Category Archives: Author Resources

EDITING 101: 64 – Story Organization…

Susan Uttendorfsky is on Chris The Story Reading Ape‘s blog with Part 64 of her Editing 101 series: Story Organization. This series is second to none, and I’m sorry to see it end. If you’ve missed any episodes, Chris has indexed them for us so we can bookmark. A heartfelt thank you to Susan and Chris for sharing this outstanding series

Chris The Story Reading Ape's Blog

Story Organization

We talked briefly about this in Article #21, “Plotting.”  But now I’d like to go into a little more detail about it.

Whether you’re a plotter or a pantser, you’re simply going to have to keep track of some details, especially if your book deals with the passage of time. And that’s just about every book ever written—whether it’s only one day throughout the whole book or a number of years, or even decades or centuries. You must keep track of what is going on when. In addition to tracking time, you can also plot out your story arc (to be the theme of a future article), false clues (red herrings), foreshadowing, and other details.

As I said in Article #21, some authors use white boards or bulletin boards, notebooks or pads of paper, sticky notes, index cards, or…walls. And then there are those who avail themselves…

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EDITING 101: 59 – Character Profiles…

Susan Uttendorfsky is over at The Story Reading Ape‘s blog with Part 59 of her Editing 101 series, Character Profiles. Have you considered interviewing your characters as a way of developing them into strong, flexible, and unique personalities? Susan’s articles are invaluable and highly #recommended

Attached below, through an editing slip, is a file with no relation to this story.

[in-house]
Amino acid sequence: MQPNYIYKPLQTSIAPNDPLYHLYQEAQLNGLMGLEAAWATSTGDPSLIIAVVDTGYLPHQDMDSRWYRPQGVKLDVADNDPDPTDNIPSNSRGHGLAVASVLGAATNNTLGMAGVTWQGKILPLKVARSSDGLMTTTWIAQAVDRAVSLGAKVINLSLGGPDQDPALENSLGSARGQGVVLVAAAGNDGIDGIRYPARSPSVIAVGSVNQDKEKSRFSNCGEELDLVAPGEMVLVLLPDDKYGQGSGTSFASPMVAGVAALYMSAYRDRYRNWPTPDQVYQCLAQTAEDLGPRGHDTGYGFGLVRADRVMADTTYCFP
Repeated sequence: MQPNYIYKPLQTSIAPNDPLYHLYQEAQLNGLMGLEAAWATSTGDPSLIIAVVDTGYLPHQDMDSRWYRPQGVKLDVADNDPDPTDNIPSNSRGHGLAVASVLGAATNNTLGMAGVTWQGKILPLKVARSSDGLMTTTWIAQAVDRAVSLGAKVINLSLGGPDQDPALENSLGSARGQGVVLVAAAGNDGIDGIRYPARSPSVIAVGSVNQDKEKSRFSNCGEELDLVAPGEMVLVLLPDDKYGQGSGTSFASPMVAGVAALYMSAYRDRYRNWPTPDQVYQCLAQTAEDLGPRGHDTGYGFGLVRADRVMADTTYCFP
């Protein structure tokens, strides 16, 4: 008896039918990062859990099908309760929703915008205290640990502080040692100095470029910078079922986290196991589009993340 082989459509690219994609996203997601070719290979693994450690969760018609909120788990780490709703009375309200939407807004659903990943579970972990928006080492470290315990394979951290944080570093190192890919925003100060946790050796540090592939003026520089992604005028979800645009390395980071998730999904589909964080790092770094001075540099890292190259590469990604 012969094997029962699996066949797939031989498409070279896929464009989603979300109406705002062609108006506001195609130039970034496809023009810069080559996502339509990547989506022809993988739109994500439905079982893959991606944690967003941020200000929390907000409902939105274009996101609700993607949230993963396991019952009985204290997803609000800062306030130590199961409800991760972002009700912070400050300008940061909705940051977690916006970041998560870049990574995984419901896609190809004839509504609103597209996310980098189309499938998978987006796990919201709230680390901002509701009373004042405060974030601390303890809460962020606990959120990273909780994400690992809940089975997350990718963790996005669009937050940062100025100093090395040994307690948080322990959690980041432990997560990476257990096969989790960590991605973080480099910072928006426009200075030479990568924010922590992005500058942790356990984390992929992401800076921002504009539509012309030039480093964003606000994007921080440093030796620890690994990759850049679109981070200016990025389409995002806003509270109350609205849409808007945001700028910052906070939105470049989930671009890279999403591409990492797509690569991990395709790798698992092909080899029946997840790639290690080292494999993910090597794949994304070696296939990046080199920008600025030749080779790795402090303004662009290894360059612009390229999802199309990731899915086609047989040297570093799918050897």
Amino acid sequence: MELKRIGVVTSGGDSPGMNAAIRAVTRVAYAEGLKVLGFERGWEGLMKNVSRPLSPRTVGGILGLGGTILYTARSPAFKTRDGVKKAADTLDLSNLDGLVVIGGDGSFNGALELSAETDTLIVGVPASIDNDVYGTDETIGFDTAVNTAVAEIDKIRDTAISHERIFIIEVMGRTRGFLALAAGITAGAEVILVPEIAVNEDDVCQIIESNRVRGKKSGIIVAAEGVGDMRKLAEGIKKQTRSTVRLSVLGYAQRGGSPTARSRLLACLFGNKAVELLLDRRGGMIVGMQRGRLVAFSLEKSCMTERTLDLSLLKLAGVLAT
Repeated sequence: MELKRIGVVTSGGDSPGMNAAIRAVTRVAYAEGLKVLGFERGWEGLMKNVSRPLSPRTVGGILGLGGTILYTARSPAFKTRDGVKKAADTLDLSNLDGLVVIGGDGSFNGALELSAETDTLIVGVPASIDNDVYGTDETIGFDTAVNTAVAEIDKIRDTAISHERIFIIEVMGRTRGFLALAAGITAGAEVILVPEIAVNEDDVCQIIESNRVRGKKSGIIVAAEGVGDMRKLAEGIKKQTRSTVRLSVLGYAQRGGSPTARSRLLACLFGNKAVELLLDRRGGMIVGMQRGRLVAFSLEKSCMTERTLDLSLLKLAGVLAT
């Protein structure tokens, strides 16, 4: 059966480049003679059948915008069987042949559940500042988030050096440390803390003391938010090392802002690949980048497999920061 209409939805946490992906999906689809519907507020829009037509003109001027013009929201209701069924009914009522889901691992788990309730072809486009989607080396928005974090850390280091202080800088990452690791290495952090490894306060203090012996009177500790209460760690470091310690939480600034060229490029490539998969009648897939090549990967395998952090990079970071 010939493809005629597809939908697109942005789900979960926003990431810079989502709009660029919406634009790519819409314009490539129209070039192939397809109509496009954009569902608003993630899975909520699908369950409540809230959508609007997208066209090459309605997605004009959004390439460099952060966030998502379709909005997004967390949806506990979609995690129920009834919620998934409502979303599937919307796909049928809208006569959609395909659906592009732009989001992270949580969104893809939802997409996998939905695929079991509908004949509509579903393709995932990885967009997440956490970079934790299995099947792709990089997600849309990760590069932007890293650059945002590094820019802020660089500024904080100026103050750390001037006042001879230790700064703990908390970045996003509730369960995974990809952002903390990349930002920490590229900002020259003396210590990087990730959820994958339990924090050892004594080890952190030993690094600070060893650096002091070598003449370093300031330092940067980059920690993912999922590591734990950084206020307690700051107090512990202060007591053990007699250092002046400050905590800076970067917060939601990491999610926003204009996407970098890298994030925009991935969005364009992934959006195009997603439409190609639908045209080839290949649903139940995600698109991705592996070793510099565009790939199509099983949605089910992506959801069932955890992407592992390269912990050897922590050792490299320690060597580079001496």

Chris The Story Reading Ape's Blog

Originally posted as the Dun Writin’—Now Whut? series on this blog, EDITING 101 is a weekly refresher series for some of you and brand new for others.

Courtesy ofAdirondack Editing

Character Profiles

Whether you’re a plotter or a pantser (101:21), I’m almost 100% certain that at some point, you’ll have to keep track of your characters’ details. The plotter/pantser post also covered some practical ways that some authors make sure these details are fresh in their minds—or, at least, quickly available.

However, before you can list these precious tidbits of information, you have to either discover them (if your story leads you) or decide on them (if you lead your story). The obvious information is focused on physical appearance: eye color, hair color, stature, body shape, etc. But sometimes authors neglect to round out their profiles with other information that can play a critical part in your story. I’m talking about…

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EDITING 101: 40 – Editing Myths…

Susan Uttendorfsky brings us Part 40 of her Editing 101 series on The Story Reading Ape‘s blog. She debunks several editing myths, every last one of which has derailed my little grey cells at times. But I now feel I have permission to merrily toss them out the window, in keeping with Susan’s guidelines. I’m such a stickler for correct grammar that I sometimes feel like a train wreck after a long day of writing. I expect Susan’s post will reduce your writing stress level as much as it has mine 🙂

Chris The Story Reading Ape's Blog

Originally posted as the Dun Writin’—Now Whut? series on this blog, EDITING 101 is a weekly refresher series for some of you and brand new for others.

Courtesy of Adirondack Editing

Editing Myths

I’m sure you’ve heard of these “rules” that need to be applied to your manuscript. Today we’re going to debunk them as myths!

  1. Never start a sentence with a conjunction (and, but, or), however, or because.

  2. Never end a sentence with a preposition.

  3. Passive voice is always wrong.

  4. You use “a” before words that start with consonants and “an” before words that start with vowels.

  5. Don’t use who when the rules call for whom.

  6. Don’t split an infinitive verb with an adverb.

  7. The only way to write a possessive is to add ’s to the word.

  8. Data and media are plural nouns and always take a plural verb.

  1. Because the English language is fluid and adjustable, there is no…